Lost Patriots in the Grimké Files
Fifty-four men not previously identified as Patriots in the American Revolution. They were members of the 4th South Carolina Regiment (Artillery) and discovered in the original papers of Lt. Col. John Faucheraud Grimké. Article published 4.23.20 in Journal of the American Revolution.
Free Men of Color in the American Revolution
An estimated 5,000 African-Americans, free men and slaves, served in the Revolutionary War. Slaves frequently substituted for their masters in military service or were contracted out for construction labor. Free men of color enlisted of their own accord for a variety of reasons. Dr. Hinton and John L. Marker, Jr., a former genealogist for the South Carolina Sons of the American Revolution, have identified eighty or more free men of color who served in the South Carolina militia or in Continental Army regiments during the Revolutionary War (1775-1783). In the course of their research, Hinton and Marker also discovered men not previously identified in published works.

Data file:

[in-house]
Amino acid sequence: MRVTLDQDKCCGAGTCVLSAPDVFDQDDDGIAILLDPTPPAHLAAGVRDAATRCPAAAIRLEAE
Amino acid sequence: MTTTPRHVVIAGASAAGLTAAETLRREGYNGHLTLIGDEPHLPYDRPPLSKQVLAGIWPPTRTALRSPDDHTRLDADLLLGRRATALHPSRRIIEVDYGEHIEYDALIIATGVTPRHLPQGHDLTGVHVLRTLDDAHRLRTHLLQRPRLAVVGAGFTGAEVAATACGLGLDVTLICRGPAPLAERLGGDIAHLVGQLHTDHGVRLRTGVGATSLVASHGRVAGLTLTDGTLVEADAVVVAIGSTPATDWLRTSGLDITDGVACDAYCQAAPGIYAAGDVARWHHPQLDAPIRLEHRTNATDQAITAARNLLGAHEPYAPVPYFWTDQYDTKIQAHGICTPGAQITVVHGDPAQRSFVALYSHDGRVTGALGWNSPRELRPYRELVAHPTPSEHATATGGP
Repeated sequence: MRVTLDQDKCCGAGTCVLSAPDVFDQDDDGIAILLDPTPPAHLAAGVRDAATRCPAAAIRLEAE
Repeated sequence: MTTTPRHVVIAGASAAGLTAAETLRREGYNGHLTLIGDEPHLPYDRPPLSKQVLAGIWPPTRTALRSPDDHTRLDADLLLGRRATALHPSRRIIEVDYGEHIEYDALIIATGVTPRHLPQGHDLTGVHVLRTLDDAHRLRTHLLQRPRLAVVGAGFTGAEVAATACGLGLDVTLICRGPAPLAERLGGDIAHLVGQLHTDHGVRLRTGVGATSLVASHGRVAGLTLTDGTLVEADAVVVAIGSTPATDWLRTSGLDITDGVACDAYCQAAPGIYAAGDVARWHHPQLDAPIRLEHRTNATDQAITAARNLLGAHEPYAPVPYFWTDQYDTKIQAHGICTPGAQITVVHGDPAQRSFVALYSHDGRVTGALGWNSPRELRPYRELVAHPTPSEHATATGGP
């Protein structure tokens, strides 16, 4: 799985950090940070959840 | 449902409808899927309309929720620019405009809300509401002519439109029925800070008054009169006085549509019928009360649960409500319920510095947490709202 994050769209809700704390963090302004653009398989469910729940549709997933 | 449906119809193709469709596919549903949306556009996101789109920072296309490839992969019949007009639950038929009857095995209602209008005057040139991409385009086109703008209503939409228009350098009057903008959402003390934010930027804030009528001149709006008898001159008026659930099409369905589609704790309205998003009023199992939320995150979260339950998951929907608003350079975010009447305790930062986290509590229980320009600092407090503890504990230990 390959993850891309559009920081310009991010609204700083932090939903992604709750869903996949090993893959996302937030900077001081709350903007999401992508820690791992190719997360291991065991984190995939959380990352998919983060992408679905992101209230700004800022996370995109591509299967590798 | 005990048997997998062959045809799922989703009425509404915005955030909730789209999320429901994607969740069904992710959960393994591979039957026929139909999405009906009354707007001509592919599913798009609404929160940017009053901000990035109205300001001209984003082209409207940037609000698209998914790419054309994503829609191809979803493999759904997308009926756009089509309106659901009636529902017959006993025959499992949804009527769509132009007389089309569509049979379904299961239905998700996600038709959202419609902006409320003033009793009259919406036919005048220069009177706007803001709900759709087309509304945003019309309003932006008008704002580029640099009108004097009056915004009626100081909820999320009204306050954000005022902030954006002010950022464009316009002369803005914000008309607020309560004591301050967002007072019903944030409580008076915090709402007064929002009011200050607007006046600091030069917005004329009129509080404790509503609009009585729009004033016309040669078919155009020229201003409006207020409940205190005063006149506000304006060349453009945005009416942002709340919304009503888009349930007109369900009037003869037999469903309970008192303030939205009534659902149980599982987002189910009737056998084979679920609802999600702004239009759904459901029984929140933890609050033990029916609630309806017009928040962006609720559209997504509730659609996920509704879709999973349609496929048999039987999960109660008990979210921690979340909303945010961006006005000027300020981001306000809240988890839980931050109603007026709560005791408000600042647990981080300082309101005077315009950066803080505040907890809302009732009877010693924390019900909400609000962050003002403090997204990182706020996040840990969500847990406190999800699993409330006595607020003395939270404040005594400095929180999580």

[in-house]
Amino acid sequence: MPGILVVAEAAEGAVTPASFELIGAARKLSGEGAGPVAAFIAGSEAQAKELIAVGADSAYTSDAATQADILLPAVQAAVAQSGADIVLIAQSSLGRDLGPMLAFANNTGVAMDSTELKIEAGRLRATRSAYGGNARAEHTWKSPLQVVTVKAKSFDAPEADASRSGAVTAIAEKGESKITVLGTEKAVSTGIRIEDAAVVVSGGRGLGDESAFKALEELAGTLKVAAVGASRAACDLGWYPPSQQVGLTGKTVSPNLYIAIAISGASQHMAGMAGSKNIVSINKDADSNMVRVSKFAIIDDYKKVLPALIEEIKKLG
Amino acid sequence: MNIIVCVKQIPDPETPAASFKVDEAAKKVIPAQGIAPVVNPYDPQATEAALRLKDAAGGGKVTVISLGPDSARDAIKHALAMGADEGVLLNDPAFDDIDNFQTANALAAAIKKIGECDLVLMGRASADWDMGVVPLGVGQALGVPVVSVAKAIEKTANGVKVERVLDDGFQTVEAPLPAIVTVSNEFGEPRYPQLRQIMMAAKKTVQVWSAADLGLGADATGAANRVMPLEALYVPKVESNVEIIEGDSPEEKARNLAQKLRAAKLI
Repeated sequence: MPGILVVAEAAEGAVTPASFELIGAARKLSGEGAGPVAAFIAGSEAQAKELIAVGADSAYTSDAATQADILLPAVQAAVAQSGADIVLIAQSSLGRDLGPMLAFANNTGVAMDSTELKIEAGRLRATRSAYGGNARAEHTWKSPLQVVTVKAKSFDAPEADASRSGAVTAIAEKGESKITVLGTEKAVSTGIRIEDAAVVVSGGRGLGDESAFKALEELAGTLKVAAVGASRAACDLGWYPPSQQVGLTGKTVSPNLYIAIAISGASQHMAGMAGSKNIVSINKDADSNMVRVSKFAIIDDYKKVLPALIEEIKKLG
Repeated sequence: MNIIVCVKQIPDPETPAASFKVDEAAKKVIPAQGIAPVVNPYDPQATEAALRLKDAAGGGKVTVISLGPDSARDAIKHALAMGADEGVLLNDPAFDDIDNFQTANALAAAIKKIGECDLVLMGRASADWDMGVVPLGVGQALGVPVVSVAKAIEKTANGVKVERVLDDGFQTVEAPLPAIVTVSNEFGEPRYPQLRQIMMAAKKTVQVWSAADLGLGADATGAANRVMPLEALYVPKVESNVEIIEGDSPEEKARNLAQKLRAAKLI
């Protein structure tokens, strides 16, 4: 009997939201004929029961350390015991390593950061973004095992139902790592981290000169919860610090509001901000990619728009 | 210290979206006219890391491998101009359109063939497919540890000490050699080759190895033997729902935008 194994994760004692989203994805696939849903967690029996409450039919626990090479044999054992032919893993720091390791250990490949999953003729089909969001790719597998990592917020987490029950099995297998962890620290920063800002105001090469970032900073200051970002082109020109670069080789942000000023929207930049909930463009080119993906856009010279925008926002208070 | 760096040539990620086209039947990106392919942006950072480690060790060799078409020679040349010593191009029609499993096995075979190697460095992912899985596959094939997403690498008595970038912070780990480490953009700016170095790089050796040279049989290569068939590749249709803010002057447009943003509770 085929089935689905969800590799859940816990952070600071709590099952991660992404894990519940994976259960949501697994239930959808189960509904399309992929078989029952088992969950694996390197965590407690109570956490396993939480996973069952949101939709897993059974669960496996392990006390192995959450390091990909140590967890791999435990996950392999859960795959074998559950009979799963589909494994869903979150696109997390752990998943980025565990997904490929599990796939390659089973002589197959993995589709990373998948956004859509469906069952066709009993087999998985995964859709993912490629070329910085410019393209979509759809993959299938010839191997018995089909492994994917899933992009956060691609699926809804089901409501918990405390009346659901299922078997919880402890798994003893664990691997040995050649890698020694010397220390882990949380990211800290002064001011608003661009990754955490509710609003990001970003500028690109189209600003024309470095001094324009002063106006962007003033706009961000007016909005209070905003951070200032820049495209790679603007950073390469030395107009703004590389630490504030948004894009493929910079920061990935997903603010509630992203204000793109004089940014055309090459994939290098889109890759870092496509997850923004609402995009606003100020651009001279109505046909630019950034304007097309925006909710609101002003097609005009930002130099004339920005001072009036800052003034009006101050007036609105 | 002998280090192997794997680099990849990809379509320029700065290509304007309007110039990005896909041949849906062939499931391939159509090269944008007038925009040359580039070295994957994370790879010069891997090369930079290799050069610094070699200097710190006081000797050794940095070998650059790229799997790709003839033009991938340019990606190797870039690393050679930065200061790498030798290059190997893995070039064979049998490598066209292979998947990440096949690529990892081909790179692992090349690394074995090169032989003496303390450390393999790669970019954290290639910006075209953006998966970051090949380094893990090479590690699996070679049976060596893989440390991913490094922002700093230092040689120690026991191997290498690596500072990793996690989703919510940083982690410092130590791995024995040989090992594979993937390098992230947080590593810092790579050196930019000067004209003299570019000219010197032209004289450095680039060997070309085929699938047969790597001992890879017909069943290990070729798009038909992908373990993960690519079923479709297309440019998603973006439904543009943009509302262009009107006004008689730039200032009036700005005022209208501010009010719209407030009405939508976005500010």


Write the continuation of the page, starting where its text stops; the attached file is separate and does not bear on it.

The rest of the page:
The Honor Project pays tribute to free men of color who were Patriots. The project is ongoing. May 2017 article about SC Free Men of Color Patriots
South Carolina Artillerymen – Prisoners of War at Charleston
The British capture of Charleston, South Carolina on May 12, 1780 was the worse defeat of the American Revolution. Thousands surrendered to the British, including all members of the Continental Army in South Carolina. Among the prisoners were 176 men on the rolls of the 4th South Carolina Regiment, an elite corps of artillerymen charged with defending the city. What happened to them? Did they survive? Some went to prison ships in Charleston Harbor, some were kept in barracks in the city, some joined the British, some escaped. Many of their officers, held at Haddrell’s Point across the harbor, were paroled to Virginia or Philadelphia. A few men died in captivity. Most were held for a time and were eventually exchanged. The majority joined independent militia companies under leaders like Thomas Sumter or Francis Marion. They continued the fight for independence until the British left South Carolina in December 1781 and peace was finally restored in 1783.
Dr. Hinton is tracing the lives of artillerymen and officers in the 4th SC Regiment made prisoners of war at Charleston – their origins, military experiences and civilian lives after the war. The research involves examination of pension statements and military records, census, land transactions, wills, diaries and documented family histories. Backgrounds of 90 men (of 181) have been traced.